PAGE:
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My German teacher explained the meaning of the word "prestigeträchtig". The word prestige is no brainer but he said the suffix -trächtig comes from the verb "tragen", which fascinated me a lot since I realized if I can just learn the origin of some words then it would become easier for me to memorize them. So I asked him if he knew any book or reference, which contains such explanation. Sadly he didn't know any. So please if you guys have any book/website/etc. recommendations please share them with me.

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    dwds is a good resource for that kind of explanations (in German). See e.g. trächtig in section Etymologie. – πάντα ῥεῖ Sep 21 at 19:29
  • Oh I use DWDS all the time I didn't notice that section before. Thank you! – Mario Bedoun Sep 21 at 19:37
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It is indeed a good memorization strategy to dig deeper into the etymology of words. This holds true not only for suffixes, but also for them. (Beware of using this strategy for prefixes, though, because this might lead to a lot of errors. Even if there are some regularities in the meaning of prefixes, there is no secure way of guessing the meaning of a verb from its prefix, so you just have to learn the different meaning of verbs with different prefixes.)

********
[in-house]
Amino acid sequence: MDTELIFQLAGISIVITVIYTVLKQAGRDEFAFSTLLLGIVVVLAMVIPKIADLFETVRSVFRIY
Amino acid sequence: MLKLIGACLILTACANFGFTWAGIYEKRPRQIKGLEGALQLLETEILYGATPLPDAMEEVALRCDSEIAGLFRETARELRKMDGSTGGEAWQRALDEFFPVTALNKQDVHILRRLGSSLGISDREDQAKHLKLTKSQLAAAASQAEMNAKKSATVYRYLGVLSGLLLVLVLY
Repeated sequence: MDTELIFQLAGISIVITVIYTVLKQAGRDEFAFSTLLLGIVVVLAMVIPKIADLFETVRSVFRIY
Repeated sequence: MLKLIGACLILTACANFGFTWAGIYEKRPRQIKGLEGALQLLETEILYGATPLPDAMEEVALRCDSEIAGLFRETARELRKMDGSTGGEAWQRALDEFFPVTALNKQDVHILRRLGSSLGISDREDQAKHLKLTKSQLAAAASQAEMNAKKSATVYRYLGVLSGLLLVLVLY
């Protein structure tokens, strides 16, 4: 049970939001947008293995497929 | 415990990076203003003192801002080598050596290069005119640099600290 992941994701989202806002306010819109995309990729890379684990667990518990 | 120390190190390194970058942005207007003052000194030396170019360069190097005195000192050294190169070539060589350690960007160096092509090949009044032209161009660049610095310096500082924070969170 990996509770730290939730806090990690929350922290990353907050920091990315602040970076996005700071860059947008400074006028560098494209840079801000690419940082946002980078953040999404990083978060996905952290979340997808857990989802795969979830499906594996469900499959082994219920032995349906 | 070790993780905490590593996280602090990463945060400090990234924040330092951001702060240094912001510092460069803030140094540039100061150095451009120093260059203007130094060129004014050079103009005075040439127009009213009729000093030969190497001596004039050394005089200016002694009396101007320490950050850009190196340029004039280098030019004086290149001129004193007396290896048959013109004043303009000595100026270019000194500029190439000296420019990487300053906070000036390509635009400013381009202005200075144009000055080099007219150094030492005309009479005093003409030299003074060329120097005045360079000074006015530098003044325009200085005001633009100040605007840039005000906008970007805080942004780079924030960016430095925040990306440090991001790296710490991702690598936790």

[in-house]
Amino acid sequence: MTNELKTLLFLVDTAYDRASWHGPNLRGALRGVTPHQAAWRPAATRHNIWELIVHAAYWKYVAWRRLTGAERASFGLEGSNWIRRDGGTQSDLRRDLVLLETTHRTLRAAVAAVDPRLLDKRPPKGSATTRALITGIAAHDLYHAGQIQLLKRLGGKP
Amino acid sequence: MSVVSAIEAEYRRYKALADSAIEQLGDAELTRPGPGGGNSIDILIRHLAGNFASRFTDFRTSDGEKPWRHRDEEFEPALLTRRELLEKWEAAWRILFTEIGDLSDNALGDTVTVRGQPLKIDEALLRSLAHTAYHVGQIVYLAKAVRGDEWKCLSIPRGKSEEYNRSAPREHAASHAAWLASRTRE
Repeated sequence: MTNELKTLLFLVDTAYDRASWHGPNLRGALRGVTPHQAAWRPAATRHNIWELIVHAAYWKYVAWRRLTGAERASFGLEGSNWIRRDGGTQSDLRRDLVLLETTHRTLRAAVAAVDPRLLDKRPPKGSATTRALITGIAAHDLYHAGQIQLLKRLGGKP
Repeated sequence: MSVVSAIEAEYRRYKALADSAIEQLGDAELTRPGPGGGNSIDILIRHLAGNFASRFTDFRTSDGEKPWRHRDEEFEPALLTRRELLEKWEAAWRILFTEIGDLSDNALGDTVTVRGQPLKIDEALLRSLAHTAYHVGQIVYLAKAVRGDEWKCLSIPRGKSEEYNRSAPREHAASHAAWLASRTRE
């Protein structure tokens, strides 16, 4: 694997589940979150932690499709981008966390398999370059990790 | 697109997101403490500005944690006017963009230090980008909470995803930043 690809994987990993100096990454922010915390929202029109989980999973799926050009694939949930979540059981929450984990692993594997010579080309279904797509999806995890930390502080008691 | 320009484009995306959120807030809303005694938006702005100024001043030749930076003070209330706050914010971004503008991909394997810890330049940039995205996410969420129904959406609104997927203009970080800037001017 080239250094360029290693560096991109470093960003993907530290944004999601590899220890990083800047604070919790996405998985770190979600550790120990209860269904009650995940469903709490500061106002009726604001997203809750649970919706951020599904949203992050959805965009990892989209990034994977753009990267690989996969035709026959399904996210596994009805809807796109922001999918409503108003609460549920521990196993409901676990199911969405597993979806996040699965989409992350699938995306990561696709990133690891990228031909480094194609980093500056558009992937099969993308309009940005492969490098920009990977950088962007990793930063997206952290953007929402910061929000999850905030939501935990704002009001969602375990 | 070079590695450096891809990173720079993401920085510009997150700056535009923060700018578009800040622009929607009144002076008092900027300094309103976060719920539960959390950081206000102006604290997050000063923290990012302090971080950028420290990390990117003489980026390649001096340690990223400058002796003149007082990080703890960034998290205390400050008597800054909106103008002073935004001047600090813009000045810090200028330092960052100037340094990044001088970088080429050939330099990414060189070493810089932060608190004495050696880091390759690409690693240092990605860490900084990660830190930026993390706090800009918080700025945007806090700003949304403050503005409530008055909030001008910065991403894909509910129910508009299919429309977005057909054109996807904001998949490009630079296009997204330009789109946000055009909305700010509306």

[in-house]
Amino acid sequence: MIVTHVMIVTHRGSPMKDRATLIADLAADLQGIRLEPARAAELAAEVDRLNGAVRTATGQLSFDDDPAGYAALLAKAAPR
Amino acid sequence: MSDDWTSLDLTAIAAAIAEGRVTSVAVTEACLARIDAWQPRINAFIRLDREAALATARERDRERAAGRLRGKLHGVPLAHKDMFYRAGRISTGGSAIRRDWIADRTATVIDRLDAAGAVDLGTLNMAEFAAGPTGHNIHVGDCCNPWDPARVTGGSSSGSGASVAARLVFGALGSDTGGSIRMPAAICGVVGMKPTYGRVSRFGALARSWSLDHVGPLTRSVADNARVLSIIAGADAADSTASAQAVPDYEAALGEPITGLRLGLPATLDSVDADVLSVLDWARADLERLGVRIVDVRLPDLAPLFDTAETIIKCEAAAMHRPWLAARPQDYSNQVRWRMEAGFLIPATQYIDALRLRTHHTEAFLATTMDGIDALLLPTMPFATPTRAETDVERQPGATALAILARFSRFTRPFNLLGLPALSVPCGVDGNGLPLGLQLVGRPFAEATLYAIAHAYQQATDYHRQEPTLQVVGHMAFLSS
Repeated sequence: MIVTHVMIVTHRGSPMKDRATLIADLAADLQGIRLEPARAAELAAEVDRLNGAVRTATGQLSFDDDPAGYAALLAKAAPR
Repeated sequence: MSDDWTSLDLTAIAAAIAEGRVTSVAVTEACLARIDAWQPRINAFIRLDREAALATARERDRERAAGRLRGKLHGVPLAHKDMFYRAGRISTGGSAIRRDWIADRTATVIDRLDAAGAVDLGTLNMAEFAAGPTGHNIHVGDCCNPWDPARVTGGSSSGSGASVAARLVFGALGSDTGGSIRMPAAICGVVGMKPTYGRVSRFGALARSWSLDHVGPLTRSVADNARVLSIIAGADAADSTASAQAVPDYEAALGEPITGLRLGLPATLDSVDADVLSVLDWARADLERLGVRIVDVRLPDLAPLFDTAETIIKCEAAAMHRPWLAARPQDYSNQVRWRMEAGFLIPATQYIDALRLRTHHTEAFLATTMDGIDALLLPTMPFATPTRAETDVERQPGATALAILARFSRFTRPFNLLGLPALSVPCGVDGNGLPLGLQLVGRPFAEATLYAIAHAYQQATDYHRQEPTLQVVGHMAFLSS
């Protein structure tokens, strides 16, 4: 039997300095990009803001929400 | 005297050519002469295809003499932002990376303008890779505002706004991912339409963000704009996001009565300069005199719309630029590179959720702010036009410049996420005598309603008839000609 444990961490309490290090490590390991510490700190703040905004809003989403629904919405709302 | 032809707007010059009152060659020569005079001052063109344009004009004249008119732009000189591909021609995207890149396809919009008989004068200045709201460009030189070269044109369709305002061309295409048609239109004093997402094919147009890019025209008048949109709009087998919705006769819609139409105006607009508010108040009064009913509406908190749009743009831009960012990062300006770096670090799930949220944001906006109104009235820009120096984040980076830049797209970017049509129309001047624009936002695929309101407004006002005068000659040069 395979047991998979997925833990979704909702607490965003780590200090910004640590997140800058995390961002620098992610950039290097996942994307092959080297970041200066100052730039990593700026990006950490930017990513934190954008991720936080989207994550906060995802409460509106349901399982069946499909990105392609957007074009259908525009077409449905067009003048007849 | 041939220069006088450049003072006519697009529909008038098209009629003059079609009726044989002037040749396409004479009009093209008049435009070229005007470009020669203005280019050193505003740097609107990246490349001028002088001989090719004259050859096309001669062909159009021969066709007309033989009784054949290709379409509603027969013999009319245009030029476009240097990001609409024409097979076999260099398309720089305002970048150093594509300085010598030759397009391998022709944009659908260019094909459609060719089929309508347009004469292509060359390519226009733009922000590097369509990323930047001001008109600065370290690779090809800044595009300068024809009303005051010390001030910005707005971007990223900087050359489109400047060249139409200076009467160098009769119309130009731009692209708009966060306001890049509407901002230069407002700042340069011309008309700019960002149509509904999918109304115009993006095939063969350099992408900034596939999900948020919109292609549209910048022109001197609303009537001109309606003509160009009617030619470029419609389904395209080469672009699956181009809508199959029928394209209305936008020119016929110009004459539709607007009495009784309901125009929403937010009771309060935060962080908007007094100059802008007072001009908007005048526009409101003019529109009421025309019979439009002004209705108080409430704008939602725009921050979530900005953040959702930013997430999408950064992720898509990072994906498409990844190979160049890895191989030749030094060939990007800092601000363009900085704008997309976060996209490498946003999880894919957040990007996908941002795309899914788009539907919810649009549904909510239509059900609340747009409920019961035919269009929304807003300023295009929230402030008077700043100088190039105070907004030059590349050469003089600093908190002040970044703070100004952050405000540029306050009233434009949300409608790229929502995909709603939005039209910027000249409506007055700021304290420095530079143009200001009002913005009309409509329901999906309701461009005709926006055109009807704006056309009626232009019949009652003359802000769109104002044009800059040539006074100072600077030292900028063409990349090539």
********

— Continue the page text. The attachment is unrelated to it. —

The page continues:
I don't know a special resource for the etymology of suffixes, and I doubt there is a dedicated book on this. But you can just use ordinary etymological dictionaries:

The by far best and most recommendable is Digitales Wörterbuch der Deutschen Sprache. It has the best content, because the etymology part reflects Wolfgang Pfeifer: Etymologisches Wörterbuch des Deutschen, Akademie-Verlag Berlin 1989. which is currently the best existing etymological dictionary of German. It is also free and available online.

Another widely used etymological dictionary is

  • Kluge: Etymologisches Wörterbuch der deutschen Sprache

Less recommendable (because they have a less lemmas and less information per lemma) are

  • Wahrig: Herkunftswörterbuch
  • Duden Herkunftswörterbuch.
| improve this answer | |
  • An example of the type of error that can occur if you're not careful: Ein Bär kann gebären, ein Waschbär kann gebären, aber ein Waschbär kann nicht waschgebären. – RDBury Sep 21 at 20:50
  • Thank you very much! – Mario Bedoun Sep 22 at 13:24

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